The purpose of this game is to demonstrate the powerful difference of changing your mind-set from “yes, but” to “yes, and.”

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Effective Speaking: 7 Ways Improv Comedy Can Make You a Better Speaker

Effective speaking isn’t all that complicated. It really just takes developing and practicing a few core skills. The challenge is that a) a lot of people don’t what these skills are and b) these skills aren’t commonly taught.

One great place to learn this skills is through improv comedy. Whether you find a class in your local area, use the Improv for Speakers DVD, or attend The Speaking School, improv comedy can help you be a better speaker in many ways:
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Improv Lessons: Pay Attention!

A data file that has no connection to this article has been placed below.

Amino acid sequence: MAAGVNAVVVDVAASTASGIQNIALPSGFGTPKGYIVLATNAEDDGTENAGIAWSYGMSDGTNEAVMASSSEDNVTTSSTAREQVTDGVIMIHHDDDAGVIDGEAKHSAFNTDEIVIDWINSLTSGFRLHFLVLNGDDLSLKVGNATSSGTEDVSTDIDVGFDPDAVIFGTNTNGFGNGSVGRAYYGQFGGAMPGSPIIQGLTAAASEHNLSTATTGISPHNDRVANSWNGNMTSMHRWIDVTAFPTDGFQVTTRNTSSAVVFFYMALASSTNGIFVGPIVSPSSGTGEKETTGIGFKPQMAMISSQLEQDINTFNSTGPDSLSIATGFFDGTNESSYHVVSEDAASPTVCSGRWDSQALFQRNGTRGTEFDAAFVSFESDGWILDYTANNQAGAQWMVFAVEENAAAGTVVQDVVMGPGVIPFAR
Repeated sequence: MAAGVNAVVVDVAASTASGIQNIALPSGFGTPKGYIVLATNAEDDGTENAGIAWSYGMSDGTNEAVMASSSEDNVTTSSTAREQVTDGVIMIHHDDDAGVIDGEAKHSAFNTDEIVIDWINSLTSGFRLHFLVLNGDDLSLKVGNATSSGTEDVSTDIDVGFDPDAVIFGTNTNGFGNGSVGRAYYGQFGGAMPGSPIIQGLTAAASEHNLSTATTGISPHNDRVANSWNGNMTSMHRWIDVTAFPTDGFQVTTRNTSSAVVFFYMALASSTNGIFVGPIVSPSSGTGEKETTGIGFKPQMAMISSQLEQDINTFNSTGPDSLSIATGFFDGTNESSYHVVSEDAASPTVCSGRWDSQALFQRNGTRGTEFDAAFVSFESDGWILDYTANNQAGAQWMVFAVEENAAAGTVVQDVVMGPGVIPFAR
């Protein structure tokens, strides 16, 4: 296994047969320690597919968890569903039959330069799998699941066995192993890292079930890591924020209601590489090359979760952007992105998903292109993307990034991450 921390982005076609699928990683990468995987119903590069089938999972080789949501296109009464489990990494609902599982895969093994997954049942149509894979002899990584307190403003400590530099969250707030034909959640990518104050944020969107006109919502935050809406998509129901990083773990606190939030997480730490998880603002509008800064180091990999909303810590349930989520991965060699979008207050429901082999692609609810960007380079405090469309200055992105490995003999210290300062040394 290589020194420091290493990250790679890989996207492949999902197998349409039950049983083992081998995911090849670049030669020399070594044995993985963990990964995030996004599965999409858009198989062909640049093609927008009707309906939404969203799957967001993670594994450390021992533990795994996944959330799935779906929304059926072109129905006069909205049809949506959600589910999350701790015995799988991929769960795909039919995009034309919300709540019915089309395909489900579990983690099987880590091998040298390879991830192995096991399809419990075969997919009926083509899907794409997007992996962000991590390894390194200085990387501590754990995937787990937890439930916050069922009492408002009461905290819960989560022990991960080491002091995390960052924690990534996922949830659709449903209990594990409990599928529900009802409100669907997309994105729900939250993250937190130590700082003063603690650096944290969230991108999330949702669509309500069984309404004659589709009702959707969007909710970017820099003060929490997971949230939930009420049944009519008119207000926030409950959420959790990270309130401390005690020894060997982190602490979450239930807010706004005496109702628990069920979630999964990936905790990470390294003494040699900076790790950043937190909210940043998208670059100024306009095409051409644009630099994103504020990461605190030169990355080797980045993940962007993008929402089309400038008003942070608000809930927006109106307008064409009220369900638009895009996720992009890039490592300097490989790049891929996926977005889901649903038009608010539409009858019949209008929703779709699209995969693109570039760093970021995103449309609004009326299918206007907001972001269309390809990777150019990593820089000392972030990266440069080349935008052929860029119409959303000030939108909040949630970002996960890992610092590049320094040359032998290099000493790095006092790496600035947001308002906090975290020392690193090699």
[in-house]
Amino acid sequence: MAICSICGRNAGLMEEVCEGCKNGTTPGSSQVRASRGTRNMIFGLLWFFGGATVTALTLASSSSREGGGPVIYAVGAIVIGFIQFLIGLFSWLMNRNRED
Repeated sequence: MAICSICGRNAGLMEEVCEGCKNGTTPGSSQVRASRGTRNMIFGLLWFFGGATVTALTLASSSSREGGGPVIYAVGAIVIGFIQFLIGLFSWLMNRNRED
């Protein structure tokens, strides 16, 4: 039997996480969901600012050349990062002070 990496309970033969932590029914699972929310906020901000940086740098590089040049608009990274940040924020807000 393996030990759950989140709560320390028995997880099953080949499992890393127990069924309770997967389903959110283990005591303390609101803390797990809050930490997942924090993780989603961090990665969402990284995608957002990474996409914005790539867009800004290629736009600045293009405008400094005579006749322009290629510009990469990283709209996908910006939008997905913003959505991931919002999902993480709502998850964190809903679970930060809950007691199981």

One of the most basic principles to great improvisation, on stage or off, is to simply pay attention! Even though it is simple, it is so hard for people to grasp.

In an improv comedy sense, paying attention means listening – and fully hearing – what your fellow performers are saying and doing, observing the audience’s reactions, and being aware of the environment and reality you are creating on stage. Most new improvisers (and, sadly, many experienced ones) pay attention to only one thing: their own thoughts!
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Improv Game: Ding!

“Ding” is one of my favorite games, both to play and also to use as a tool to show people how to apply improv lessons to business and life. You can see a video example along with more explanation below the written description.

Purpose

The purpose of this exercise is to practice staying in the moment, letting go of ideas, changing direction quickly, and flowing with your creativity.
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Career Advice from the World of Improv Comedy!